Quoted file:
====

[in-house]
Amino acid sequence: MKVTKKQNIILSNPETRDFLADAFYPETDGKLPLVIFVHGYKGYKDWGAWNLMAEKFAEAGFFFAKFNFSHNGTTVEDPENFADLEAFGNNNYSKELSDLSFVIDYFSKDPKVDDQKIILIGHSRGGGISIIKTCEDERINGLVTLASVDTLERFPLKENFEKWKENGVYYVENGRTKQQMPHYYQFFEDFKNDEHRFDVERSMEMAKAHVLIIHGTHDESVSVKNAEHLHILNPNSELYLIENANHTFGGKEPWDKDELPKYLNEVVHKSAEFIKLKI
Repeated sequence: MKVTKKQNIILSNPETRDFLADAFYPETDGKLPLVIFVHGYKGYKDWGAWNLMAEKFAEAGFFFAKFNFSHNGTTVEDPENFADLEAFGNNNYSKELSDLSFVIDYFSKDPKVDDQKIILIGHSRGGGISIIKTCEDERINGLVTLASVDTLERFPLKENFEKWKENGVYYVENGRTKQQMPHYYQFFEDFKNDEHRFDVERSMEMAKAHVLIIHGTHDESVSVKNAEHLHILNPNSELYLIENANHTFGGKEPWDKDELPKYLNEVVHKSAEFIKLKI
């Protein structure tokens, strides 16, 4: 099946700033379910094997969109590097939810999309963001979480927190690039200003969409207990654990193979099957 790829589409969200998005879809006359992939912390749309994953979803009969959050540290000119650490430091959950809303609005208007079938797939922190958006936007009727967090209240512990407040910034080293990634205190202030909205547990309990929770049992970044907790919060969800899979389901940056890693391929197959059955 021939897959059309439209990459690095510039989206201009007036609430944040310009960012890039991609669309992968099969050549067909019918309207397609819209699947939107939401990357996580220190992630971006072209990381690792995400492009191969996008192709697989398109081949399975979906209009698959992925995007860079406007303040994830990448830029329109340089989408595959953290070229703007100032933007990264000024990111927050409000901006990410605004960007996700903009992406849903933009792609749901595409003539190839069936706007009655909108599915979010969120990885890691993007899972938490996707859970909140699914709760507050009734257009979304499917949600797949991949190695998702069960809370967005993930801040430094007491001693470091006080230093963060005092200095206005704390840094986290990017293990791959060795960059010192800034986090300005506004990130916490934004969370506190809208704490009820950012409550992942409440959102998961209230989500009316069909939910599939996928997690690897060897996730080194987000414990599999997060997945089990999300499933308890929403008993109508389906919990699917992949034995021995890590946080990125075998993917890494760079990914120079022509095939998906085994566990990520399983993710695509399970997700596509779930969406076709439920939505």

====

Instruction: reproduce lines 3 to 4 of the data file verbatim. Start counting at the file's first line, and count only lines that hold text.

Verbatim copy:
Repeated sequence: MKVTKKQNIILSNPETRDFLADAFYPETDGKLPLVIFVHGYKGYKDWGAWNLMAEKFAEAGFFFAKFNFSHNGTTVEDPENFADLEAFGNNNYSKELSDLSFVIDYFSKDPKVDDQKIILIGHSRGGGISIIKTCEDERINGLVTLASVDTLERFPLKENFEKWKENGVYYVENGRTKQQMPHYYQFFEDFKNDEHRFDVERSMEMAKAHVLIIHGTHDESVSVKNAEHLHILNPNSELYLIENANHTFGGKEPWDKDELPKYLNEVVHKSAEFIKLKI
């Protein structure tokens, strides 16, 4: 099946700033379910094997969109590097939810999309963001979480927190690039200003969409207990654990193979099957 790829589409969200998005879809006359992939912390749309994953979803009969959050540290000119650490430091959950809303609005208007079938797939922190958006936007009727967090209240512990407040910034080293990634205190202030909205547990309990929770049992970044907790919060969800899979389901940056890693391929197959059955 021939897959059309439209990459690095510039989206201009007036609430944040310009960012890039991609669309992968099969050549067909019918309207397609819209699947939107939401990357996580220190992630971006072209990381690792995400492009191969996008192709697989398109081949399975979906209009698959992925995007860079406007303040994830990448830029329109340089989408595959953290070229703007100032933007990264000024990111927050409000901006990410605004960007996700903009992406849903933009792609749901595409003539190839069936706007009655909108599915979010969120990885890691993007899972938490996707859970909140699914709760507050009734257009979304499917949600797949991949190695998702069960809370967005993930801040430094007491001693470091006080230093963060005092200095206005704390840094986290990017293990791959060795960059010192800034986090300005506004990130916490934004969370506190809208704490009820950012409550992942409440959102998961209230989500009316069909939910599939996928997690690897060897996730080194987000414990599999997060997945089990999300499933308890929403008993109508389906919990699917992949034995021995890590946080990125075998993917890494760079990914120079022509095939998906085994566990990520399983993710695509399970997700596509779930969406076709439920939505």